By: Cliff Kincaid
Accuracy in Media
Fareed Zakaria of CNN has written a column for The Washington Post that serves as an excuse for letting Iran develop and acquire nuclear weapons. MJ Rosenberg, Senior Foreign Policy Fellow at Media Matters Action Network and contributor to Al-Jazeera, was absolutely ecstatic, saying Zakaria had done “a terrific job destroying some arguments for war with Iran,” and that he had done so by “citing history.” But Zakaria’s “history lesson” gets an “F.”
Touting the theory of mutually assured destruction, which prevented the U.S. and the Soviet Union from annihilating one another with nuclear weapons, Zakaria suggested that Iran could be deterred from using nuclear weapons. He quoted Gideon Rose, the editor of Foreign Affairs magazine, as saying that deterrence “is less disastrous than preventive war.” Rose is a former National Security Council official in the Clinton Administration and a prominent official of the Council on Foreign Relations.
Zakaria said that “While the Iranian regime is often called crazy, it has done much less to merit the term than did a regime such as Mao’s China. Over the past decade, there have been thousands of suicide bombings by Saudis, Egyptians, Lebanese, Palestinians and Pakistanis, but not been a single suicide attack by an Iranian.”
This is deceptive to the point of dishonesty. Why would he go back in history to the time of Mao’s China, but only examine suicide bombings over the last ten years?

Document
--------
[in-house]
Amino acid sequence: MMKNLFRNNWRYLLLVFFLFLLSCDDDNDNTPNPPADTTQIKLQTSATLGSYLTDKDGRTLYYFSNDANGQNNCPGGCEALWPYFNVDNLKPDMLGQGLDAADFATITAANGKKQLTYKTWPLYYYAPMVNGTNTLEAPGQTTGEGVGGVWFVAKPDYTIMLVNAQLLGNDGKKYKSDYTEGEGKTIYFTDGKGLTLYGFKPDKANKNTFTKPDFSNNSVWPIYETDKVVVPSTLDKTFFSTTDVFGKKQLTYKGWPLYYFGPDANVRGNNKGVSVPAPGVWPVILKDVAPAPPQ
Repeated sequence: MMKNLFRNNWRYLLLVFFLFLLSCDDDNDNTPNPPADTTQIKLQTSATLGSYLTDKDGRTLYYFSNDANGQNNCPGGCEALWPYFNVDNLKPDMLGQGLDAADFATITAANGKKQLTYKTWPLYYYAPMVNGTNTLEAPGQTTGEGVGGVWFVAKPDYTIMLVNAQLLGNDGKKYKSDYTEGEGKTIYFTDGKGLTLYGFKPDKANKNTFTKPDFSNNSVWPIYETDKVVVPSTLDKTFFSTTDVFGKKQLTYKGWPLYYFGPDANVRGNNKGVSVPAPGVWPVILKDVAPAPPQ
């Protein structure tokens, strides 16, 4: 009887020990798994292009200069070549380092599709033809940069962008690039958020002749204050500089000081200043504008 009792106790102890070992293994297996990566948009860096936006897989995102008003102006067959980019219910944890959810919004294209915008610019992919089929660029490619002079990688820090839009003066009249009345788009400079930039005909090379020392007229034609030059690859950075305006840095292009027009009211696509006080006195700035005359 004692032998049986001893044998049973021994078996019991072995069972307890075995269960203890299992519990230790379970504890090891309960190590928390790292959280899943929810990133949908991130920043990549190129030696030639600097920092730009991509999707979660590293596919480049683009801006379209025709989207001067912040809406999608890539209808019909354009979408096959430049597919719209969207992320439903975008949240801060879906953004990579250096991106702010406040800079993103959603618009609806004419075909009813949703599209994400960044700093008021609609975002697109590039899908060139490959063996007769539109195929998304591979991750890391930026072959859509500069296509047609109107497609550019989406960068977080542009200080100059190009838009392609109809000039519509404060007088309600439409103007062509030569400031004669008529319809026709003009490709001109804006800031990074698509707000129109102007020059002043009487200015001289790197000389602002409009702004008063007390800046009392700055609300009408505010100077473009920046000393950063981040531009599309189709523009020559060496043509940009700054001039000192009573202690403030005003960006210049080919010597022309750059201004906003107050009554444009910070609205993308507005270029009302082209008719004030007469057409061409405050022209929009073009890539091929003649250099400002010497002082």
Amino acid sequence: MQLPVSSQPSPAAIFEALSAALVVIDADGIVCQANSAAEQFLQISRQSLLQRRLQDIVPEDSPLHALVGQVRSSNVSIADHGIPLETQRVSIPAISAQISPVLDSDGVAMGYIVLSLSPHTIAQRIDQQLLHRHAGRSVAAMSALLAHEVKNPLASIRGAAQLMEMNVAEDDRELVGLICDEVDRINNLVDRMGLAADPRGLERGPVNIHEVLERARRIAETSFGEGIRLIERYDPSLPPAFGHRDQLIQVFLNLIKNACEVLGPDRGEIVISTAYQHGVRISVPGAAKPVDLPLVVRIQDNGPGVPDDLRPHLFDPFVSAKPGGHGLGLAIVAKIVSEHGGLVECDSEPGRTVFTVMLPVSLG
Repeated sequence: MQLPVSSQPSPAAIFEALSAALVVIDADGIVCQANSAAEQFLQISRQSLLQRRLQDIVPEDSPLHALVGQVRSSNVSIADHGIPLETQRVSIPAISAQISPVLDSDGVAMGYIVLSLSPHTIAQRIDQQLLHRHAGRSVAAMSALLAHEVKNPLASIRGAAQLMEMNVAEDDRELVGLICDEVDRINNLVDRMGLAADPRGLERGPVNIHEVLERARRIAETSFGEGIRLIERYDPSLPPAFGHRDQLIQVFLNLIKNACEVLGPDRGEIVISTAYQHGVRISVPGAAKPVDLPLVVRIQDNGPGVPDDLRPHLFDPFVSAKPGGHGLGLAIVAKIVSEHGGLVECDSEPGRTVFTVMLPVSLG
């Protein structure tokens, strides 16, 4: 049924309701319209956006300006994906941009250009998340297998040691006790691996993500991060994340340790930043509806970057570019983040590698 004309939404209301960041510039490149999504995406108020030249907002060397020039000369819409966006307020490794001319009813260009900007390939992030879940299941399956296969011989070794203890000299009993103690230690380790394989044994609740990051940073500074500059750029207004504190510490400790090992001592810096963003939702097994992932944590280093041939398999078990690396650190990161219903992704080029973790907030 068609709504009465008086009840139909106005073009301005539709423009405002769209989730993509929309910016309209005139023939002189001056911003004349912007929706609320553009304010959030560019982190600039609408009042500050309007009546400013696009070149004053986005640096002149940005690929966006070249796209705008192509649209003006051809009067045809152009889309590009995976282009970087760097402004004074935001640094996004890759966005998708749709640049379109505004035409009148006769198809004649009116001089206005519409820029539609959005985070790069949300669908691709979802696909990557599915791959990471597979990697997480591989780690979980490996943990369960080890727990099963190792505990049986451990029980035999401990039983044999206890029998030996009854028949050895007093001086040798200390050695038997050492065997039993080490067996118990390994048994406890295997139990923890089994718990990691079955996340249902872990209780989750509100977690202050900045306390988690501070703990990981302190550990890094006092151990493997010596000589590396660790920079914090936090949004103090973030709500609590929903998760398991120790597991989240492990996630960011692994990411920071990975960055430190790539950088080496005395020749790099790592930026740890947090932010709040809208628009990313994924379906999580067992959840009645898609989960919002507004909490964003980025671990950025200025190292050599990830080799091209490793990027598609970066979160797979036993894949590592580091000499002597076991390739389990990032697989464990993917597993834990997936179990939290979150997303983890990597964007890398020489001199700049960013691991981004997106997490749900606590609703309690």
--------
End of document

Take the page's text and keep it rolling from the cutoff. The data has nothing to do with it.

The answer is that the facts about Iranian suicide bombings do suggest a craziness on the part of the regime. The strange formulation of “over the past decade” enabled him to ignore the fact that, on October 23, 1983, Iran ordered and carried out the suicide bombing of the U.S. Marine barracks in Lebanon, killing 241 American military personnel. An Iranian drove the car bomb into the barracks.
I attended and covered the 2003 trial in which the detailed evidence of the Iranian role in this bombing was presented in detail.
As I reported for AIM at the time, the trial involved a case brought against Iran by attorneys Steven Perles and Thomas Fortune Fay on behalf of the families of the Marines who were killed. Under a U.S. law passed in 1996, victims of terrorism can sue state sponsors of terrorism and collect damages from the assets that the terrorist regime may hold in the U.S.
The trial featured a videotaped deposition of a former terrorist insider named “Mahmoud,” who described in detail how Iran ordered the terrorists to attack the U.S. Marines and French troops in Lebanon, and revealed that the driver of the truck carrying the bomb was himself an Iranian.
In a videotaped deposition, former CIA officer Robert Baer testified that there was no doubt, based on the best intelligence information, that Iran was behind it. Baer said this bombing, and a previous bombing of the U.S. embassy in Beirut, Lebanon, were “acts of war.”